User Engagement and Scientific Research
Program Areas – Science and Technology Policy, Complex Socio-technical Systems
While the concept of user-inspired research—characterized by engagement between the producers and users of scientific information—is increasingly discussed by academics and science managers, it remains largely absent from science policy decision-making processes. One reason for this appears to be the lack of a formal definition for user-inspired research, description of best practices, and set of assessment criteria that allows for a more formal institutional commitment to this kind of research. CSPO’s new Typology for Assessing the Role of Users in Scientific Research answers this need.
The typology provides a useful guide to the identification, organization, management, and critical assessment of user-inspired research. Dan Sarewitz (CSPO) and Adam Parris (National Oceanic and Atmospheric Administration) held informal discussions with science managers in federal programs in several government offices, agencies, and programs, including NOAA, U.S. Global Change Research Program, Office of Management and Budget, Office of Science and Technology Policy, U.S. Forest Service, and NASA. Elizabeth McNie (University of Colorado, Boulder) did extensive background research on existing typologies and frameworks for characterizing and assessing research.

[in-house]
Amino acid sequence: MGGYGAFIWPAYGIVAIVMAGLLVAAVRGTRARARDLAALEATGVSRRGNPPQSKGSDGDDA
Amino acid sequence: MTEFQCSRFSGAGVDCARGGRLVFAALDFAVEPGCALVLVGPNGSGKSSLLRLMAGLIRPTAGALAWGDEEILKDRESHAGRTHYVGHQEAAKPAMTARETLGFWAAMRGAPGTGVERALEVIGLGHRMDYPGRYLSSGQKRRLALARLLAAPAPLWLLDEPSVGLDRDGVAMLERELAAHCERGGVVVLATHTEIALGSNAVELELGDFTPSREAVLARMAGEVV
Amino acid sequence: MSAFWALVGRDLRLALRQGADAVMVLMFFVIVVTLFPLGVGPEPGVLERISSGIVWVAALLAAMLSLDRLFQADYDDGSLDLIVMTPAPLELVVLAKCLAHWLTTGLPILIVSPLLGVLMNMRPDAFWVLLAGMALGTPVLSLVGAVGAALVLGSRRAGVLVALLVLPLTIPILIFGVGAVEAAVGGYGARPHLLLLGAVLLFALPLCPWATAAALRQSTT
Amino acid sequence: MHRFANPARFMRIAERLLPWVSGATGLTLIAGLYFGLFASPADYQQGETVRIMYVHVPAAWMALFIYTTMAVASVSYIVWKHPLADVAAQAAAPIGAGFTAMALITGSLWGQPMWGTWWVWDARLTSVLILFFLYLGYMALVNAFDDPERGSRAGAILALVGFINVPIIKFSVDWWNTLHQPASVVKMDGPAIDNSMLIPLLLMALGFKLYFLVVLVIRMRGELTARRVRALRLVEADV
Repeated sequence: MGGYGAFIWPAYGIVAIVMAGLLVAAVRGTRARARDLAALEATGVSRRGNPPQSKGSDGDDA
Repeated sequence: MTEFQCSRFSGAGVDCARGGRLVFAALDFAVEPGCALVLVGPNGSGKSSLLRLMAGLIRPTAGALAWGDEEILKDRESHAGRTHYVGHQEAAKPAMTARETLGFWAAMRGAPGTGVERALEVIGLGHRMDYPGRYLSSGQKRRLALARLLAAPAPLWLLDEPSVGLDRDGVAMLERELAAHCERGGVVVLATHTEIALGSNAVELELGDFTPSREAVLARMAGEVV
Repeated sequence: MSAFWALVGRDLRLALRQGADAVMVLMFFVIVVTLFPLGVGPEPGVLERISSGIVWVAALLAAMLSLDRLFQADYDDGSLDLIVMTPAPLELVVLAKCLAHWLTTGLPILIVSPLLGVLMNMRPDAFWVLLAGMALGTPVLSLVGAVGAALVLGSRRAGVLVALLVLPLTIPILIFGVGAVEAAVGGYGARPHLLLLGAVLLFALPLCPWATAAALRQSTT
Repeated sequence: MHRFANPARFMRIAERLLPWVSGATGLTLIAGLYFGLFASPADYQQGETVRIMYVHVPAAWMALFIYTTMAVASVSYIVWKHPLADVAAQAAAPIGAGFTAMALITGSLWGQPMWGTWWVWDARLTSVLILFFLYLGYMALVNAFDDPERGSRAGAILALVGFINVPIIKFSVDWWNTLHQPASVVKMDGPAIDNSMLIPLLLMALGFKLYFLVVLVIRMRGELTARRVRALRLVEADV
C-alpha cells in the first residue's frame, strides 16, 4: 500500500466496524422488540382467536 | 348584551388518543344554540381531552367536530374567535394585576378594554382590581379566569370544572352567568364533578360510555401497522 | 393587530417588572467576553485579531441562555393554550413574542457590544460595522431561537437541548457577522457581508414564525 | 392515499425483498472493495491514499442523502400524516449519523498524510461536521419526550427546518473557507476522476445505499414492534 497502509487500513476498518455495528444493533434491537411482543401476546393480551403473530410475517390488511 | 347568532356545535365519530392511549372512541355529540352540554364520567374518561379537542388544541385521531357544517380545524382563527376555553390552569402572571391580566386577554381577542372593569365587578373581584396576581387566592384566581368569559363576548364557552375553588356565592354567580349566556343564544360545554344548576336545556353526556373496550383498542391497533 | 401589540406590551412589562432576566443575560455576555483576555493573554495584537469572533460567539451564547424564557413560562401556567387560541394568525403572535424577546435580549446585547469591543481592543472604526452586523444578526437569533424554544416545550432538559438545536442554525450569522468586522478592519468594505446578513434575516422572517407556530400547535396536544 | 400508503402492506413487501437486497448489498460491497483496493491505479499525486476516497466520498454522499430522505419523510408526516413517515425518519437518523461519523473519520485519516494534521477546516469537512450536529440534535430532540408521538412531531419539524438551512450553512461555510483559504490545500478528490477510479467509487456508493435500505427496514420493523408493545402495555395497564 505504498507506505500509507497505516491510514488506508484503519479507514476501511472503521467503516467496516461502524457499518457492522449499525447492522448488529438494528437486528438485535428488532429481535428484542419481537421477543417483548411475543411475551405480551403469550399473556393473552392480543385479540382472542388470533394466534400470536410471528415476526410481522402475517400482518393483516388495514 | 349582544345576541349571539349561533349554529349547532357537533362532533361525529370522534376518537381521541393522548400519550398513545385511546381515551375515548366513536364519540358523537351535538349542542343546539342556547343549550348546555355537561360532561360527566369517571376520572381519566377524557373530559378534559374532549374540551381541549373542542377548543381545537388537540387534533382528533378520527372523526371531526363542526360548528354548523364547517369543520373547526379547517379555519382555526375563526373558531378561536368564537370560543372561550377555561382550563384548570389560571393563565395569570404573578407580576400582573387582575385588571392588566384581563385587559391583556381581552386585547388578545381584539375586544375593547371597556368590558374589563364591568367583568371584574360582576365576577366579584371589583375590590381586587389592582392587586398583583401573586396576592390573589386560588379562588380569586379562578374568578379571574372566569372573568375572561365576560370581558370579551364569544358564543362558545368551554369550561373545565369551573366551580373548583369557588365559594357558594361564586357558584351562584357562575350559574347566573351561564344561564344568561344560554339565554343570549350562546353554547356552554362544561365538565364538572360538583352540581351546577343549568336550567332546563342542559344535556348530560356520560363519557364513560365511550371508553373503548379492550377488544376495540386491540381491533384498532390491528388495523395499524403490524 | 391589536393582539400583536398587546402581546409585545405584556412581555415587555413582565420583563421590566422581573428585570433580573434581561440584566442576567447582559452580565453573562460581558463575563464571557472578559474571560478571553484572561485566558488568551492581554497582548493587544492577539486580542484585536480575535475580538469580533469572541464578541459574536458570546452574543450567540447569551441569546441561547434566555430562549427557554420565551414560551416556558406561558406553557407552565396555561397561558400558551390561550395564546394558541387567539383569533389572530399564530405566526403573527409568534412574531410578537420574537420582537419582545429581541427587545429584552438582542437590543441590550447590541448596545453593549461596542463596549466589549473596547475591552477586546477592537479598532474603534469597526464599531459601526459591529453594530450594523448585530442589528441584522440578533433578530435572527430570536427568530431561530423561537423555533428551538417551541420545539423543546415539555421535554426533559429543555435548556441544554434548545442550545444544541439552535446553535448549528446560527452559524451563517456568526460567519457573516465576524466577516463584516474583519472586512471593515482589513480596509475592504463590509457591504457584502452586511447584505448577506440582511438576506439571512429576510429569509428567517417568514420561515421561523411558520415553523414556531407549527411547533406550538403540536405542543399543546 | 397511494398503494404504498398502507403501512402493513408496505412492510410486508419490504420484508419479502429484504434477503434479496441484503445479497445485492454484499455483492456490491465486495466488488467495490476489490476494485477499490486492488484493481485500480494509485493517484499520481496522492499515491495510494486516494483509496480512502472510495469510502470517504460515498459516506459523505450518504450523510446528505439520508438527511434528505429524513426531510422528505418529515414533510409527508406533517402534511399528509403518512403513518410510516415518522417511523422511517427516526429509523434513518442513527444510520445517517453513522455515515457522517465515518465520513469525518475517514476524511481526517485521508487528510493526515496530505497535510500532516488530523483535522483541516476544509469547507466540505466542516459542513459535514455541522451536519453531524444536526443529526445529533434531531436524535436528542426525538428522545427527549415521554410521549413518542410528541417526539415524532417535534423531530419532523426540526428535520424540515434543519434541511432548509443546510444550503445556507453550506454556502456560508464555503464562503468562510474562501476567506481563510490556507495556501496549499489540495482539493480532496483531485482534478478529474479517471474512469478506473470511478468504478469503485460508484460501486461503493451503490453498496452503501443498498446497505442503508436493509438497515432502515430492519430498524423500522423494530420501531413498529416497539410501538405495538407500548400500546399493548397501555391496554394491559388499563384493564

The resulting document provides a practical tool for science sponsors, managers, and practitioners to assess the level and type of user engagement in research projects and programs, which can provide tremendous benefits for natural resource management and other science-relevant decision contexts.
Summary of the typology or a downloadable PDF.
Full typology report or a downloadable PDF.
Print a PDF of the typology chart here.
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